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Killington. "Megamountain," "The Beast of the East," and plain "huge" are apt descriptions of Killington. Powder Corp. operates Killington and its neighbor, Pico, and over the past several years has improved lifts and snowmaking capabilities. Thanks to its extensive snowmaking system, the resort typically opens in early November, and the lifts often run into late April or early May. Après-ski activities are plentiful and have been rated the best in the East by national ski magazines. With a single call to Killington's hotline or a visit to its website, skiers can plan an entire vacation: choose accommodations, book air or railroad transportation, and arrange for rental equipment and ski or snowboard lessons. Killington ticket holders can also ski at Pico Mountain: a shuttle connects the two areas.
The Killington–Pico complex has a host of activities, including a lift-served tubing park, snowcat-drawn sleigh rides, world-class on-snow events and festivals, mountain biking, hiking, golf course and an 18-hole disc golf course. The resort rents mountain bikes and advises hikers. The K-1 Express Gondola takes you up the mountain to Vermont's second-highest summit.
In terms of downhill skiing, it would probably take several weeks to test all 192 trails on the seven mountains of the Killington complex, even though all except Pico interconnect. About 80% of the 1,017 acres of skiing terrain can be covered with machine-made snow. Transporting skiers to the peaks of this complex are 29 lifts, including 2 gondolas, 11 quads (including 7 high-speed express quads), 5 triples, and a Magic Carpet. The K-1 Express Gondola goes to the area's highest elevation, 4,241-foot Killington Peak. The Skyeship Gondola starts on U.S. 4, far below Killington's main base lodge. Savvy skiers park at the base of the Skyeship Gondola to avoid the more crowded access road. After picking up more passengers at a mid-station, the Skyeship tops out on Skye Peak. Although Killington has a vertical drop of 3,050 feet, only gentle trails—Juggernaut and Great Eastern—go from top to bottom. The skiing includes everything from Outer Limits, the East's steepest and longest mogul trail, to 6½-mile Great Eastern. In the glades, underbrush and low branches have been cleared to provide tree skiing. Killington's 22-foot Superpipe is one of the best rated in the East. Instruction programs are available for youngsters ages 3–8; those 6–12 can join an all-day program. 4763 Killington Rd., Killington, VT, 05751. 802/422–6200; 802/422–6200 snow conditions; 800/621–6867 lodging. www.killington.com.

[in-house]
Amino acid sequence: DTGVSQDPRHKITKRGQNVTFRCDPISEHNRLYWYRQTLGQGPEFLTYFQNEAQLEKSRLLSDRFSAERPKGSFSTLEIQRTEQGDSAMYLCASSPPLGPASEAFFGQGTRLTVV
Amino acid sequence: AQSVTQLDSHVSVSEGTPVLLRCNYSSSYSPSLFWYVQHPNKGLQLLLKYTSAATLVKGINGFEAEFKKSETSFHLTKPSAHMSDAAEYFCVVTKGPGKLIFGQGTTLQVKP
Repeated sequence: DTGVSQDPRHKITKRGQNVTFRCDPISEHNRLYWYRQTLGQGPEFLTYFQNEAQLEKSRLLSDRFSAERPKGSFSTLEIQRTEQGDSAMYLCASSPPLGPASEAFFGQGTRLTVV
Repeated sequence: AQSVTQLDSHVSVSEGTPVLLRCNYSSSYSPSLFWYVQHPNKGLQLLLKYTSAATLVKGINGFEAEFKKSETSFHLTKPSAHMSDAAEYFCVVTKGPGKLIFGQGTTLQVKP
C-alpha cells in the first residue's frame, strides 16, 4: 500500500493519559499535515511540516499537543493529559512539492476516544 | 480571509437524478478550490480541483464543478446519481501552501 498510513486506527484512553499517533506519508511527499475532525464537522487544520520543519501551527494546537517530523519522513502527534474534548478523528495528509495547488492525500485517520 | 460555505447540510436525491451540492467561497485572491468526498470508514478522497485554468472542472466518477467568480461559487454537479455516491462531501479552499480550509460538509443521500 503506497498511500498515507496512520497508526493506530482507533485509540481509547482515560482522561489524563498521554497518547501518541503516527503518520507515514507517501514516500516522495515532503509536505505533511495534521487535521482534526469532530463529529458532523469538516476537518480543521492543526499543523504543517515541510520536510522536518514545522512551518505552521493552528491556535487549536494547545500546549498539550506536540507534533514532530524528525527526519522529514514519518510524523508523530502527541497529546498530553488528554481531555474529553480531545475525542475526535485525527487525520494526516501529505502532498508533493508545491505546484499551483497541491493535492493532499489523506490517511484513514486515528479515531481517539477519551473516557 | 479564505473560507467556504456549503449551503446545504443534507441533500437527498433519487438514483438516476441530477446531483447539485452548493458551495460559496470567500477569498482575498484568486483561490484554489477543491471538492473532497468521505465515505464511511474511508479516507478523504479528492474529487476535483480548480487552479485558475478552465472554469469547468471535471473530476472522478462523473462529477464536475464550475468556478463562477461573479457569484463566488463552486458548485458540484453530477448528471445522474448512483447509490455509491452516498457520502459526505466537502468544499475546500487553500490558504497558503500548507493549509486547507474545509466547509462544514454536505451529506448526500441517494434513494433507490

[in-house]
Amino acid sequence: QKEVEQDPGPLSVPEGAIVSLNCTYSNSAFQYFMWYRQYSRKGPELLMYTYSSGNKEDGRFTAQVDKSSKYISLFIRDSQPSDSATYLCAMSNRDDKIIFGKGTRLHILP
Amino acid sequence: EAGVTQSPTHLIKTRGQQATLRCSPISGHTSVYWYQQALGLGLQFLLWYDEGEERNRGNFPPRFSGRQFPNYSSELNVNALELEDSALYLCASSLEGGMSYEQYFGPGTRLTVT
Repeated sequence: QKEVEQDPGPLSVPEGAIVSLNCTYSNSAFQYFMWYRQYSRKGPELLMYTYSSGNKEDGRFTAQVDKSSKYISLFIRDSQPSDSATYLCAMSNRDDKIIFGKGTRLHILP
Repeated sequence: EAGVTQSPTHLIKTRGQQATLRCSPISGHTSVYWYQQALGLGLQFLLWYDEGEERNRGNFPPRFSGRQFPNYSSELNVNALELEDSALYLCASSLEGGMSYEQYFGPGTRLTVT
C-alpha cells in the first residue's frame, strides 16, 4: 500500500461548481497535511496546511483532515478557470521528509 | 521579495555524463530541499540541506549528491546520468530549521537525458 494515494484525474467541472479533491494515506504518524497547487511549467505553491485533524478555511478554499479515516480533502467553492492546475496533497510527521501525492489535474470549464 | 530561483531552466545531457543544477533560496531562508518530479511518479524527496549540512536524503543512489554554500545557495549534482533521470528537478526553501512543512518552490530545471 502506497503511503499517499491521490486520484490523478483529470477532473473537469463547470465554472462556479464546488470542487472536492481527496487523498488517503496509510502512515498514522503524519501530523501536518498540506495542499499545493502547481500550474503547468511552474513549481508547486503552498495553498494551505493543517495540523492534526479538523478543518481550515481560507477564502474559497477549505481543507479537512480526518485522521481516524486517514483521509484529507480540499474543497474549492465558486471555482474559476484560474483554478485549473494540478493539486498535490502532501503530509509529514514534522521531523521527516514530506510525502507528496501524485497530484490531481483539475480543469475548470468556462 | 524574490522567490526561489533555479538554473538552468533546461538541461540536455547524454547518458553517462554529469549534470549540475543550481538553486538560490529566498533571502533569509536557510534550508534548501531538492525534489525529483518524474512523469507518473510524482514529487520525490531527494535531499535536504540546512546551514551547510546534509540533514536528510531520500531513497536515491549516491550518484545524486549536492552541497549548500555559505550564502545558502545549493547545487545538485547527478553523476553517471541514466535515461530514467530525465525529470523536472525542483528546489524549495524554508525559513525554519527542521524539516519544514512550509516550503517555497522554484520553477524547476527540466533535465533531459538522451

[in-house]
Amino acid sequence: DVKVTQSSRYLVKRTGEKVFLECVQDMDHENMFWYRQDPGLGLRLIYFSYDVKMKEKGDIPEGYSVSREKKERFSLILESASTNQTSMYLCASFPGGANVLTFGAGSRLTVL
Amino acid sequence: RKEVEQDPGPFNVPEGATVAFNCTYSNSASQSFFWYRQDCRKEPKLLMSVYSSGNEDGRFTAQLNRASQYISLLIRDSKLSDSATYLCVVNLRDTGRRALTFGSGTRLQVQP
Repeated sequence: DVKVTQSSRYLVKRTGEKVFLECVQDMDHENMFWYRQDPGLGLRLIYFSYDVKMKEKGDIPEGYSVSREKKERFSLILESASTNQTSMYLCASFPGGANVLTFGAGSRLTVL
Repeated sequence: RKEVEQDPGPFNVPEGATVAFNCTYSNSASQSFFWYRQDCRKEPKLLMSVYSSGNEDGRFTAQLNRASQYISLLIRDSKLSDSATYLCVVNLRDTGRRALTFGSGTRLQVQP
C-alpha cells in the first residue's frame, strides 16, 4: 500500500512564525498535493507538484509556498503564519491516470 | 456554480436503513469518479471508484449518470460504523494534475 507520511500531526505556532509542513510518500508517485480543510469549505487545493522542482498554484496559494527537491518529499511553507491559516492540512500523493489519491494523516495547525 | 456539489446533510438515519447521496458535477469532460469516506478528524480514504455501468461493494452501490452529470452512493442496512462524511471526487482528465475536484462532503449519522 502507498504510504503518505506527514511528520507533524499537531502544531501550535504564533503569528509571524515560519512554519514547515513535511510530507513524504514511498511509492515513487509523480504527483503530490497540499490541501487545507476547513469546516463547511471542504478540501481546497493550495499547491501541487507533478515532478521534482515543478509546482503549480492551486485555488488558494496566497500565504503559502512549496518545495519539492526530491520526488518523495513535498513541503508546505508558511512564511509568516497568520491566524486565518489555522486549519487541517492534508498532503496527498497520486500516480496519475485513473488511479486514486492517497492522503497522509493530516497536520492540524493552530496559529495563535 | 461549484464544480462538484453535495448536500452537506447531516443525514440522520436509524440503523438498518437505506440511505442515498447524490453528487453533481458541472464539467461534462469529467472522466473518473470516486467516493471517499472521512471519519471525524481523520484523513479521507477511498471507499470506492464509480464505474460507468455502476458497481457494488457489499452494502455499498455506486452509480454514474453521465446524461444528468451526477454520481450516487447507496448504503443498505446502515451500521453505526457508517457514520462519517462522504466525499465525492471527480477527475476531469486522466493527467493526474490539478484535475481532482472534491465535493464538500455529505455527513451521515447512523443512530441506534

Pico. When weekend hordes hit Killington, the locals head to Pico. One of Killington's "seven peaks," Pico is physically separated from its parent resort. The 52 trails range from elevator-shaft steep to challenging intermediate trails near the summit, with easier terrain near the bottom of the mountain's 2,000-foot vertical. The learning slope is separated from the upper mountain, so hotshots won't bomb through it. The lower express quad can get crowded, but the upper one rarely has a line. 4763 Killington Rd., Killington, VT, 05751. 802/422–6200 or 866/667–7426. www.picomountain.com.
Mountain Meadows Lodge. For cross-country skiing, Mountain Meadows Lodge on Kent Lake has 34½ miles of trails and a 1-mile loop with snowmaking coverage. Thundering Brook Rd., 285 Thundering Brook Rd., Killington, VT, 05751. 802/775–7077 or 802/775–1010. www.mountainmeadowslodge.com.
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